Op-ed: The Potential of Canada’s Economic Action Plan for Youth


Canada’s Economic Action Plan of 2013 and 2014 demonstrates a strong attempt to put research, entrepreneurship and innovation at the heart of job creation for Youth. As a graduating student of International Relations programs I examine CEAP 2013 and 2014 to understand the potential of Youth Employment Strategies to understand the future of my prospects. The main point is to assess the current employment conditions for youth and what Canada is doing to uplift Canadian youth and support their natural talents. In my assessment with great optimism I look at the way youth initiatives as architected by the government is the perfect opportunity for youth to consider bigger plans for themselves and their communities.

Currently, if there is anything certain it is the current economic uncertainties especially for youth. Many university grads today are taking a different pathway – one that leads to the doorstep of a college or polytechnic institute. I know many students who have enrolled into Humber or Sheridan because they provide co-op with their year-long program. Furthermore my own roommate, a graduating student from ——– who just finished her co-op at —–  has been busy looking for a job online but have found no luck. Her whole graduating class is facing the same odds. They have been told to apply internationally and few of her classmates are likely to be employed abroad. For me, as a student of International Relations program, my peers are also looking abroad for jobs while the prospects of finding anything suitable here in Canada appears bleak. One thing that I have common with my roommate is our parents wondering when are we going to get a job. I believe this frustration is our right to complain. When we have done everything right, we are pushed to wonder whether universities are selling false promises. For my roommate, (university name) had given the employment rate upon graduating to be at least 90% but the present tells a different story. Waterloo university runs on a similar motto, promising that with their co-co-op program the likeliness of being employed increases after graduation. Still, unemployment for youth lurks. The question is what is the problem?

According to Economic Insights Canada’s youth employment rate was 14.3%, compared with a rate of 6.0% for workers aged 25 to 54 and workers aged 55 or older.  Last year the Canadian youth unemployment rate for people aged 15 to 24 has been raised steadily, hitting 14.5 per cent in April. This year Youth Unemployment Rate in Canada decreased to 13.60 percent in February of 2014 from 13.90 percent in January of 2014. Does that mean the EAP is working then?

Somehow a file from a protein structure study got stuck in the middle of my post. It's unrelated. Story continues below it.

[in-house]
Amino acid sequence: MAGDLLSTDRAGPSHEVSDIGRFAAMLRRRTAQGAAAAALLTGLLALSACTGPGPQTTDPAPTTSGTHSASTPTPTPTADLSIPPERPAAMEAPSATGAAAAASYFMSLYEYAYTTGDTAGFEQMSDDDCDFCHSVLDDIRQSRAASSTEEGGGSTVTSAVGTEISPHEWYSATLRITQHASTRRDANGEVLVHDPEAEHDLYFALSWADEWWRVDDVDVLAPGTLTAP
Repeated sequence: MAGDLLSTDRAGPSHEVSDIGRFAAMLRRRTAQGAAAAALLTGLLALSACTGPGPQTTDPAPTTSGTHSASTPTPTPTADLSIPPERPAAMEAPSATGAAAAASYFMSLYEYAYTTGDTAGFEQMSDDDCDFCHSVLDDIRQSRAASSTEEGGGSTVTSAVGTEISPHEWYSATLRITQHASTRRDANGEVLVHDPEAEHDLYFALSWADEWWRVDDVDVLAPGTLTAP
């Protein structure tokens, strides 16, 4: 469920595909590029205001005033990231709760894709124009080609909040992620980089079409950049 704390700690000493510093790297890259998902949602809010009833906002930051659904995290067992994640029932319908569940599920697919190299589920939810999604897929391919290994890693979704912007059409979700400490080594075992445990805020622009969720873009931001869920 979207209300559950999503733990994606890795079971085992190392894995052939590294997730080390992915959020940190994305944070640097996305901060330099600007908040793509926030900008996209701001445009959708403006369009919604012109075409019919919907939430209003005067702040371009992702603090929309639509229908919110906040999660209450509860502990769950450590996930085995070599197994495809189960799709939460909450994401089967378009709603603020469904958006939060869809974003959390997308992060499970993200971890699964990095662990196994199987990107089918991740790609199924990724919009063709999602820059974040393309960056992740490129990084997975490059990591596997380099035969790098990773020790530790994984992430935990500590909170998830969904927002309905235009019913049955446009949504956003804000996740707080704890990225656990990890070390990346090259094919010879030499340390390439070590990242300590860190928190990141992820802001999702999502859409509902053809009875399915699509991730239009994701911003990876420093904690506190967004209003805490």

CEAP architect shows signs of optimism. There is a dedication to $40 million towards supporting up to 3000 internships in high-demand fields for 2014-5 and 2015-16. This recognizes the reality that despite Canada boasting high levels of post-secondary achievement, the transition to a first job can be challenging.  Currently the government invests over $330 million annually through Youth Employment Strategy for youth at risk, summer students and recent post-secondary graduates.  But EAP 2014 proposes for the Youth Employment Strategy to be reviewed to better align itself with the evolving realities of the job market.  Moreover there are plans to reallocate $15 million annually within the Youth Employment Strategy to support up to 1000 full-time internships for recent post-secondary graduates in small and medium sized enterprise. What this means is that for recent graduates that you must keeping shopping. To take advantage of these initiatives it does not mean a job will be handed to you but with diligent research there are good chances you will find work close to your field. Canada is working on it and coming around to the reality of the fact that though OSAP may provide quality education we may be losing talent to other countries.

Precisely for this reason, EAP designates over 18 million over two years to the Canadian Youth Business Foundation. This is a national not-for-profit organization that works with young entrepreneurs to help them become the business leaders of tomorrow through mentorship, expert advice, learning resources and start-up financing. Since 2002, the Foundation has worked with 5,600 new entrepreneurs, helping to create 22,100 new jobs across Canadian communities. So for all those graduates who find themselves unemployed, stuck with a fast-food job or have found no luck in finding work abroad because of lack of experience have an alternative to pursue their own genius. This could possibly be the next big thing and be the provider of employment. Canada may not have a Silicon Valley but the government will continue to look for ways to foster these types of opportunities for Canadian innovative, high-growth firms and to promote Canada as a leading jurisdiction for innovation and investment opportunity. You do not have to be graduating from business, or economics to take advantage of such policies. If you are a graduate, the minimum any degree has taught you is how to think. Initiatives like this calls on students to brainstorm and be creative. It is demanding youth to look around their community to wonder what need could be tapped into-that is the essence of entrepreneurship. As youth of today and skill workers of tomorrow, the lurking question that begs an answer is what kind of society do you want to live in?